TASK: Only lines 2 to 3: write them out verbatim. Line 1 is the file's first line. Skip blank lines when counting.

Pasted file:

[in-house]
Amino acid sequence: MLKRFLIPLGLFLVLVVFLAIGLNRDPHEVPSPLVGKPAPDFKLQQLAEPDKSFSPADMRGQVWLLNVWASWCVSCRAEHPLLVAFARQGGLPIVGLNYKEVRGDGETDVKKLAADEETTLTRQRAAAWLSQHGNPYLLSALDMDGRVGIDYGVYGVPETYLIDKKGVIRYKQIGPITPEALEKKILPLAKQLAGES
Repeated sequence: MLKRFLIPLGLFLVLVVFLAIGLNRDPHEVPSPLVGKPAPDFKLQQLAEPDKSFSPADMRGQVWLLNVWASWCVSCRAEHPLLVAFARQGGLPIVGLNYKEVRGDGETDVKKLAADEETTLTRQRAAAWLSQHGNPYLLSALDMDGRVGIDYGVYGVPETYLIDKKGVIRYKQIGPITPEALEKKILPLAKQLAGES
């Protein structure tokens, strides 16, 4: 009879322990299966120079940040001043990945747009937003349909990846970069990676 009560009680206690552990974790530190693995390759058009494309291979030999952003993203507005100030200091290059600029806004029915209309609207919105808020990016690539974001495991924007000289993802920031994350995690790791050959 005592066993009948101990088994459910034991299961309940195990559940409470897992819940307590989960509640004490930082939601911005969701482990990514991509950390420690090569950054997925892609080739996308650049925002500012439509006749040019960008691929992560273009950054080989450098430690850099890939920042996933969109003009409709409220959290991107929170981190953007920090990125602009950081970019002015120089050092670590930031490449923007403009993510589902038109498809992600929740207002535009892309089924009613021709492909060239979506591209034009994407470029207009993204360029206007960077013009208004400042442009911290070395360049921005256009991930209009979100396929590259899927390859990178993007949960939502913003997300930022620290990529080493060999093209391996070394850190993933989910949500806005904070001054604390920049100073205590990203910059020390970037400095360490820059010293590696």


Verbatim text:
Amino acid sequence: MLKRFLIPLGLFLVLVVFLAIGLNRDPHEVPSPLVGKPAPDFKLQQLAEPDKSFSPADMRGQVWLLNVWASWCVSCRAEHPLLVAFARQGGLPIVGLNYKEVRGDGETDVKKLAADEETTLTRQRAAAWLSQHGNPYLLSALDMDGRVGIDYGVYGVPETYLIDKKGVIRYKQIGPITPEALEKKILPLAKQLAGES
Repeated sequence: MLKRFLIPLGLFLVLVVFLAIGLNRDPHEVPSPLVGKPAPDFKLQQLAEPDKSFSPADMRGQVWLLNVWASWCVSCRAEHPLLVAFARQGGLPIVGLNYKEVRGDGETDVKKLAADEETTLTRQRAAAWLSQHGNPYLLSALDMDGRVGIDYGVYGVPETYLIDKKGVIRYKQIGPITPEALEKKILPLAKQLAGES